At the Design4 Conference of the Northeast Region of the Industrial Design Society of America (IDSA) held at the Rhode Island School of Design (RISD), Dr. Mark Evans (left) presented a taxonomy of design that includes types of sketches, drawings, prototypes and models used in Industrial Design. Evans is from the Loughsborough Design School in England and the project was developed by researchers in the Design Practice Research Group. They developed the taxonomy to help designers communicate better with each other and with their clients.

Evans distributed copies of a small brochure (pictured) with definitions and examples of the many kinds of sketches used in Industrial Design, including idea sketch, study sketch, referential sketch, memory sketch, coded sketch, information sketch, sketch rendering, and prescriptive sketch. Sketches are done as part of concept design at the most visually creative stage to facilitate speed and spontaneity.

Examples of drawings include scenario, storyboard, layout rendering, presentation rendering, diagram, perspective drawing, general arrangement drawing, detail drawing and technical illustration. Drawings are part of design development and involve a process of selection and refinement to ensure that designs will meet project specifications.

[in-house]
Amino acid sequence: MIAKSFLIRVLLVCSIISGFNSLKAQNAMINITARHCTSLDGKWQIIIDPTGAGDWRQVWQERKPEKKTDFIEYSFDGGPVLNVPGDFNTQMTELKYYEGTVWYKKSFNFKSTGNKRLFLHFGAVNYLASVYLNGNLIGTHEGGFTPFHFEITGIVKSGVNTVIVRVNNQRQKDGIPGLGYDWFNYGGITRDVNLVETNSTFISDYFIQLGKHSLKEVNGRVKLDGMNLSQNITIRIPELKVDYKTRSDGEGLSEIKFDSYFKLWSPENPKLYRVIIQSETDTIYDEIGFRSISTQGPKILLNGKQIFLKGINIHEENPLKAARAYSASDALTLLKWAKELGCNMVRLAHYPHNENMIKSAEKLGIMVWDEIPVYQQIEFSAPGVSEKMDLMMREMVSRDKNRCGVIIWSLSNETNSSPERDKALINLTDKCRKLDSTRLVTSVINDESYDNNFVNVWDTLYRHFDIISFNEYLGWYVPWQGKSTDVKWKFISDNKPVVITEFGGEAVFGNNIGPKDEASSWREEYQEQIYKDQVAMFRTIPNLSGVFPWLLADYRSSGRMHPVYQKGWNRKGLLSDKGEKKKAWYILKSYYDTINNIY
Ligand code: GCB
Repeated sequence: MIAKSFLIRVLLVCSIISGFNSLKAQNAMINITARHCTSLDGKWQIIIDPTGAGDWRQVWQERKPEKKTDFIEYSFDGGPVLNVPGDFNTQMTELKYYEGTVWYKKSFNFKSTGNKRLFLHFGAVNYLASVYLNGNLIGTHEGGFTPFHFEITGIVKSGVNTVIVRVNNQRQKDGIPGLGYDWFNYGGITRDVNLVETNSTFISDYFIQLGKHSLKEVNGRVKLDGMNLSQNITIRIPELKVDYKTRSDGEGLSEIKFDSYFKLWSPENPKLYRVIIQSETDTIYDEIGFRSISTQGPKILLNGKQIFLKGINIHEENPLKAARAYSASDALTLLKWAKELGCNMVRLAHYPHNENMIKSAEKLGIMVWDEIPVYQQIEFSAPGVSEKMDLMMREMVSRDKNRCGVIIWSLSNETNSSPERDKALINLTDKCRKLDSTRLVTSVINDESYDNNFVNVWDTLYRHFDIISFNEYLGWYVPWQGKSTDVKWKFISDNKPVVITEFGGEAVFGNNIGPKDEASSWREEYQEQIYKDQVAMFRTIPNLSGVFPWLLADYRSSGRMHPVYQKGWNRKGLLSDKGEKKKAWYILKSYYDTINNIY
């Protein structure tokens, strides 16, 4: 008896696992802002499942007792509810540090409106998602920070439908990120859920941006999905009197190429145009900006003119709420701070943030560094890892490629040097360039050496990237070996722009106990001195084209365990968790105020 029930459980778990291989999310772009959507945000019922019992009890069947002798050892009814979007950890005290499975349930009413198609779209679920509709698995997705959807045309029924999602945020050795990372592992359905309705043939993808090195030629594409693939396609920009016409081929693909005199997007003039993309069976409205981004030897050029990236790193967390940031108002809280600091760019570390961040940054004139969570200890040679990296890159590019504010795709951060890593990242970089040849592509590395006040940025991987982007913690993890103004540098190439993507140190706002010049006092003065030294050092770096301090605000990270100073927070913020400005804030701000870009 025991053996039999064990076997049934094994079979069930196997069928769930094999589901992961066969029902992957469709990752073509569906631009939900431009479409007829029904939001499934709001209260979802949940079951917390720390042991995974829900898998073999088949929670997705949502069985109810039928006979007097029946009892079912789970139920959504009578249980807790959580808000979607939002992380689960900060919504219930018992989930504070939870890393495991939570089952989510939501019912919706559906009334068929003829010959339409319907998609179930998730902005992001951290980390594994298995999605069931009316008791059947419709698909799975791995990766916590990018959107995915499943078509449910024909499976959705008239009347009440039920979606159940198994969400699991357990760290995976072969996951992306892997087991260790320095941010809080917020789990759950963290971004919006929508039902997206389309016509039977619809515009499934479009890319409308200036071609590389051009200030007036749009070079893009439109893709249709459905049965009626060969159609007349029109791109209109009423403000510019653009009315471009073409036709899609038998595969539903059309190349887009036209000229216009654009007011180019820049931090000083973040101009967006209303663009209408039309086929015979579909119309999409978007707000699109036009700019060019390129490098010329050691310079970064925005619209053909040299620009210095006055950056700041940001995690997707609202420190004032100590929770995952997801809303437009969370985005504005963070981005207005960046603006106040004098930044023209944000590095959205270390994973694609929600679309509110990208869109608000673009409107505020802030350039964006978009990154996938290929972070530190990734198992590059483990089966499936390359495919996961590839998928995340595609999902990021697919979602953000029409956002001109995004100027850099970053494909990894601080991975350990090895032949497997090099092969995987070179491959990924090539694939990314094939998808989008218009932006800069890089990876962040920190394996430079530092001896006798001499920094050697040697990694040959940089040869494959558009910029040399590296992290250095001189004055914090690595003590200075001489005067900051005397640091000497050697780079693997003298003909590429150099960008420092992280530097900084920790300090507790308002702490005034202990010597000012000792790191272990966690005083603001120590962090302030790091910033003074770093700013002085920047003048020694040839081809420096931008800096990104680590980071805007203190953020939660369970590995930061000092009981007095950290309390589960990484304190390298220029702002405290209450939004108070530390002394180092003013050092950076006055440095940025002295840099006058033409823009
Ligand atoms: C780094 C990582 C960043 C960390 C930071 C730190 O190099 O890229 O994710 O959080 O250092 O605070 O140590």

Examples of models include sketch model, design development model, functional model, operational model, appearance model, assembly model, production model and service model. Models are part of embodiment design by selecting the most suitable designs to evaluate based on technical and commercial criteria.

Examples of prototypes include experimental prototype, alpha prototype, beta prototype, system prototype, final hardware prototype, off-tool component, appearance prototype and pre-production prototype. Prototypes are part of detail design that supports final testing before manufacturing and carries the design through the specification of details such as materials, dimensions and assembly.